By Anna SaghabalianOpposition leader Raffi Hovannisian lamented on Tuesday what he described as widespread popular apathy towards politics, saying that Armenians must engage in civic activism more actively if they want prosperity and rule of law. He expressed concern in particular at the prospect of massive vote buying by pro-government forces and candidates in next year’s parliamentary elections.
“It has to be understood that he who sells his and his children’s future will not have a place in the company of those who are building a homeland of vote bribes,” Hovannisian said, referring to a practice that was commonplace in the last local and national elections.
“The public itself must realize that it must actively participate in all processes,” he told a congress of his Zharangutyun (Heritage) party which is expected to be a major opposition contender of the 2007 vote.
It was the first such gathering since the start of Zharangutyun’s bitter confrontation with the Armenian authorities that was sparked by Hovannisian’s stinging attacks on President Robert Kocharian late last year. The party’s leadership was controversially evicted from its Yerevan headquarters last March and has still not been able to reclaim the state-owned property despite a court verdict that effectively declared the eviction illegal.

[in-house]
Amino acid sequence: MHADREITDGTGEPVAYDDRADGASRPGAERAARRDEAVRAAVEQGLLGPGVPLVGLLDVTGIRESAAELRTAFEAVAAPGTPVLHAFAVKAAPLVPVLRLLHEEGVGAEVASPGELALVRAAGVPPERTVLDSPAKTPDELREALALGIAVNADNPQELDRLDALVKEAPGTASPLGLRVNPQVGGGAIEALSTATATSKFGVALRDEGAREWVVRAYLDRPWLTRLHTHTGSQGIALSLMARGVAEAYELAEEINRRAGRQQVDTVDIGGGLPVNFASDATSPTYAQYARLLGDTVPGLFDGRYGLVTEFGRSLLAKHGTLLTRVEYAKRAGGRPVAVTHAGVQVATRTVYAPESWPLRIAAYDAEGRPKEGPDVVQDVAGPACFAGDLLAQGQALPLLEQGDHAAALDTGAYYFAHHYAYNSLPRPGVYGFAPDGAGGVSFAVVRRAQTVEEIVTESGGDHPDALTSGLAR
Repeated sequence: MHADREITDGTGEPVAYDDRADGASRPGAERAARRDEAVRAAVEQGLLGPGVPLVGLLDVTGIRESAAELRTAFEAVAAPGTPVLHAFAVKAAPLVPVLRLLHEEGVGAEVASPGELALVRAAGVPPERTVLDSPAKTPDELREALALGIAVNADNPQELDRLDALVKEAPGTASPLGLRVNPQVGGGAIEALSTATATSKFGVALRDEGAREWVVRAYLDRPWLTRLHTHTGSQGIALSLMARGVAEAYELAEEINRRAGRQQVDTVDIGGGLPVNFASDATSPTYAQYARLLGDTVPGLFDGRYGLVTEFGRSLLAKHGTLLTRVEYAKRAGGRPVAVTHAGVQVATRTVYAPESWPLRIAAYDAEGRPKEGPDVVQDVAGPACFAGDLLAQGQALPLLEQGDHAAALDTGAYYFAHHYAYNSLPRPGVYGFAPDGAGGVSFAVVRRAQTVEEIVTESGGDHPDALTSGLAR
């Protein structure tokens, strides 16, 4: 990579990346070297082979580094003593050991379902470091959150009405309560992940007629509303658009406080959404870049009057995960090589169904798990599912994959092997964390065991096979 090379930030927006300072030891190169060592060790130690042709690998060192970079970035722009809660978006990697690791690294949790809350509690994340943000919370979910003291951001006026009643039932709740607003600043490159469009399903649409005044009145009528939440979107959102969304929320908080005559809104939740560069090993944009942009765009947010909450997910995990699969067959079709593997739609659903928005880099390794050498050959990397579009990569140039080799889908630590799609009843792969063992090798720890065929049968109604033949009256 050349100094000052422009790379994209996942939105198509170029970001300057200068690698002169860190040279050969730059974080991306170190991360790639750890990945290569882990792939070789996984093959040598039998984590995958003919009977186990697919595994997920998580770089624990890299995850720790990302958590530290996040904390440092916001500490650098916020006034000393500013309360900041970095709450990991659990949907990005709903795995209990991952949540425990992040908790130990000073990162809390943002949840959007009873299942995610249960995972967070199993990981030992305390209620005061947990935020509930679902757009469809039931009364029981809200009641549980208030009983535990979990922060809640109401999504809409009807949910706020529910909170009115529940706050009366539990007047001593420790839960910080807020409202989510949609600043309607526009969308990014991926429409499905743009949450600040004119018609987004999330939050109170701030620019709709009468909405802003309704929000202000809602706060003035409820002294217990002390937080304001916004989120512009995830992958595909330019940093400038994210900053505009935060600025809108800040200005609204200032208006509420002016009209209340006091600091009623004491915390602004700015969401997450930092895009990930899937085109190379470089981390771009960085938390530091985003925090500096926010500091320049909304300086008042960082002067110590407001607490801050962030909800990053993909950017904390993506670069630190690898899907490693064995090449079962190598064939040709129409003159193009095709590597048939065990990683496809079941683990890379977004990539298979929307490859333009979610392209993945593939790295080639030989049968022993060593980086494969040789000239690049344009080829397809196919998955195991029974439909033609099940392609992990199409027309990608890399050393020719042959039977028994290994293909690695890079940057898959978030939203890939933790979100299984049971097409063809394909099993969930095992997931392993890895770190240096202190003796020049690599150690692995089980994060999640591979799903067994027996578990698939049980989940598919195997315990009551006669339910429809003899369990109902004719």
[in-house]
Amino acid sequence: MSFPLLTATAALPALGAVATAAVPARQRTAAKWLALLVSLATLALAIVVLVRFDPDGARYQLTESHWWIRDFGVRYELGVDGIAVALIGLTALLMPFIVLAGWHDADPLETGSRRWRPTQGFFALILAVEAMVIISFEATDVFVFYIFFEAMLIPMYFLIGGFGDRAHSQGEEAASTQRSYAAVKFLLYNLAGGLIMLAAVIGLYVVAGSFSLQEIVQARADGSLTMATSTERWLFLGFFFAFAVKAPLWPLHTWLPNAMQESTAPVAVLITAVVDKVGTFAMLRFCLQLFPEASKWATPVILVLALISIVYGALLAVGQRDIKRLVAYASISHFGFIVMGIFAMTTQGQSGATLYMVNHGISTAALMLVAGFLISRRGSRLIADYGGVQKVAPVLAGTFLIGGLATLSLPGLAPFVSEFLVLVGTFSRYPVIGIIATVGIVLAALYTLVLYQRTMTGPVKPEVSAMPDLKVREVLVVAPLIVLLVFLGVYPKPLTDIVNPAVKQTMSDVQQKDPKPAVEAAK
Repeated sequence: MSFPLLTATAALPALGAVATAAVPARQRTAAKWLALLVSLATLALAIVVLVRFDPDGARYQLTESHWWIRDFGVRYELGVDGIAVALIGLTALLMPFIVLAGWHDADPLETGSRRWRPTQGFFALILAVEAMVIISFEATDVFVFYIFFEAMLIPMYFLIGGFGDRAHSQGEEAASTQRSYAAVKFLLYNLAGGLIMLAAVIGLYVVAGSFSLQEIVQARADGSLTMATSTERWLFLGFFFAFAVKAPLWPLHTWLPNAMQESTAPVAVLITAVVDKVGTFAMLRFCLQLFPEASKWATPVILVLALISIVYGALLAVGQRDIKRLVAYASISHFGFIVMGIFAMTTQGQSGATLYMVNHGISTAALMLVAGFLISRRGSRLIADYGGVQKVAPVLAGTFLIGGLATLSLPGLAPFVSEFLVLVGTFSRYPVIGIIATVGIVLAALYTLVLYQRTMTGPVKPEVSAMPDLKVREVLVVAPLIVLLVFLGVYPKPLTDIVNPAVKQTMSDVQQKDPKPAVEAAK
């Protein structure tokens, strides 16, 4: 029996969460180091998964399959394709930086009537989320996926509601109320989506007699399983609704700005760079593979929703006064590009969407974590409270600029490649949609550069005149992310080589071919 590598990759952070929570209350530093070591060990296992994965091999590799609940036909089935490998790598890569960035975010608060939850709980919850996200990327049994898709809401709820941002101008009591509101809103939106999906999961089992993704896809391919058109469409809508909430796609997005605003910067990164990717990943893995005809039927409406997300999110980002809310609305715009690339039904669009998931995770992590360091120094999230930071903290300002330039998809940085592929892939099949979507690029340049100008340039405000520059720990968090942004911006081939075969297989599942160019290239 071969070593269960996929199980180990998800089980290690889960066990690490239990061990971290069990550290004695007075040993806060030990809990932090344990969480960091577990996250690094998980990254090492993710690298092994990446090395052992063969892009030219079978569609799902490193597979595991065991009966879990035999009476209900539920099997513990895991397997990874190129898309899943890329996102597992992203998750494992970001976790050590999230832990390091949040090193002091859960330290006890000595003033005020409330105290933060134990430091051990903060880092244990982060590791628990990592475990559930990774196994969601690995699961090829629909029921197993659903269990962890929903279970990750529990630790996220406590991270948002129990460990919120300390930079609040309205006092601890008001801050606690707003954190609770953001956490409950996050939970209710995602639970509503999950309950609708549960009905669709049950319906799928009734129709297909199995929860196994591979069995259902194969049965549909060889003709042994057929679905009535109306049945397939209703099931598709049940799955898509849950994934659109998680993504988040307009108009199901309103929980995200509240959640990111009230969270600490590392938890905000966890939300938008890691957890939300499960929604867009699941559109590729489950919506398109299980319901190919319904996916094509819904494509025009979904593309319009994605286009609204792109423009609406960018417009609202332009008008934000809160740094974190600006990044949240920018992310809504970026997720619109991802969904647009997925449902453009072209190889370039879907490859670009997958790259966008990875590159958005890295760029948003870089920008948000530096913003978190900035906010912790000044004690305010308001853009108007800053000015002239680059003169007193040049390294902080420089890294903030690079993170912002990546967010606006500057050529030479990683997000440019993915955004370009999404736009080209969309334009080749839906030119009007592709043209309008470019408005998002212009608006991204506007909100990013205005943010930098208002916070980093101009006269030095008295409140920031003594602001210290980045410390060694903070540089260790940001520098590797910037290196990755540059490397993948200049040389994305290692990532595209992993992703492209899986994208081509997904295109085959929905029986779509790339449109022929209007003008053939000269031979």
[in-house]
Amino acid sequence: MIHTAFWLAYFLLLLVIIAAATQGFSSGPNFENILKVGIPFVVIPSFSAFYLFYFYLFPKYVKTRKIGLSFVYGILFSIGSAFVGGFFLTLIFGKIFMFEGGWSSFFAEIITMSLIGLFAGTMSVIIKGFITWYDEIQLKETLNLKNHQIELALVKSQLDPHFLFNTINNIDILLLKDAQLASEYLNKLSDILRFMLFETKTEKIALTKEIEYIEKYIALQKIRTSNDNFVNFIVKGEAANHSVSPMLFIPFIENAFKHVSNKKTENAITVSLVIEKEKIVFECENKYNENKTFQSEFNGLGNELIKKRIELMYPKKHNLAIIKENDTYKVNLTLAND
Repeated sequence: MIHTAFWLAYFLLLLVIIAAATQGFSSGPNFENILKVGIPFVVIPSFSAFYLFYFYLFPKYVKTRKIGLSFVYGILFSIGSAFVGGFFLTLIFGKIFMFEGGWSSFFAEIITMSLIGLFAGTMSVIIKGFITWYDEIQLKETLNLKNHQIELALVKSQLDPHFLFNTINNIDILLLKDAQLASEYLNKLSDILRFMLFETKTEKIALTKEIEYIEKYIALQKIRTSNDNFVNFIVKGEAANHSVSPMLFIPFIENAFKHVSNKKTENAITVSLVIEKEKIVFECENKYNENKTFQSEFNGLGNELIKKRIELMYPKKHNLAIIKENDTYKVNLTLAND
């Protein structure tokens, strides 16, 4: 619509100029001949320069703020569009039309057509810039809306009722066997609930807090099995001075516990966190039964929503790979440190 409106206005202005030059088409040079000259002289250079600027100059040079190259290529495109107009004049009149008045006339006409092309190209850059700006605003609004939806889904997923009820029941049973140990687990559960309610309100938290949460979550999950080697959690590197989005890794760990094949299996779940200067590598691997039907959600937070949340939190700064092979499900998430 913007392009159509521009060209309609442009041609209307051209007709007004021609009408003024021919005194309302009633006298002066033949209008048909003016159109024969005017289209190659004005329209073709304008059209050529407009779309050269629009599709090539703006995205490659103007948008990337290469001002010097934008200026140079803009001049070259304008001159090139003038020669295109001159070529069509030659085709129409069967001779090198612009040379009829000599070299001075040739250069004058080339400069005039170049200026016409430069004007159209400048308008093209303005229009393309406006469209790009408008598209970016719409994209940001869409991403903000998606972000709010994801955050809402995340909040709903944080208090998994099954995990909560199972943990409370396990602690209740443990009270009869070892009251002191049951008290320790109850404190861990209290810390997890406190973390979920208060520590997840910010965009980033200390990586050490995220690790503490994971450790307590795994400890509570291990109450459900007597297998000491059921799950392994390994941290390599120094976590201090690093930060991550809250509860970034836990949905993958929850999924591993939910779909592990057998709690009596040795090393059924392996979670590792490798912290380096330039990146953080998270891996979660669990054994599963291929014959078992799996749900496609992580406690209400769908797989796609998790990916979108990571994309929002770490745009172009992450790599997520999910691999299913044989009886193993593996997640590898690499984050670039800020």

The congress, attended by over 200 party activists, took place in the small conference hall of the Armenian Writers Union. Zharangutyun leaders said they planned to gather 600 delegates but could not lease a larger hall due to an unofficial government ban.
The gathering followed the launch by Hovannisian and another prominent opposition leader, Vazgen Manukian, late last month of a broad-based “apolitical” movement tasked with trying to boost the civic consciousness of Armenia’s population. They say this is much more important for the democratization of Armenia’s political system than government assurances that the next Armenian elections will be free and fair.
“In my opinion, a civic mobilization, a reassessment of civic activism is imperative,” Hovannisian told RFE/RL. “Citizens of the Republic of Armenia must finally realize that the fate of our country hinges on their votes, their participation, their activism.”
“A whole people are outside the opposition and government camps, indifferent, not affiliated with any party, stripped of rights. We should bring that overwhelming majority into play,” said the U.S.-born politician. Civil society representatives and politicians committed to democracy have a big role to play in getting this message across, he added.
(Photolur photo: Hovannisian, left, joins in the collective rendition of the Armenian national anthem at the start of the Zharangutyun congress.)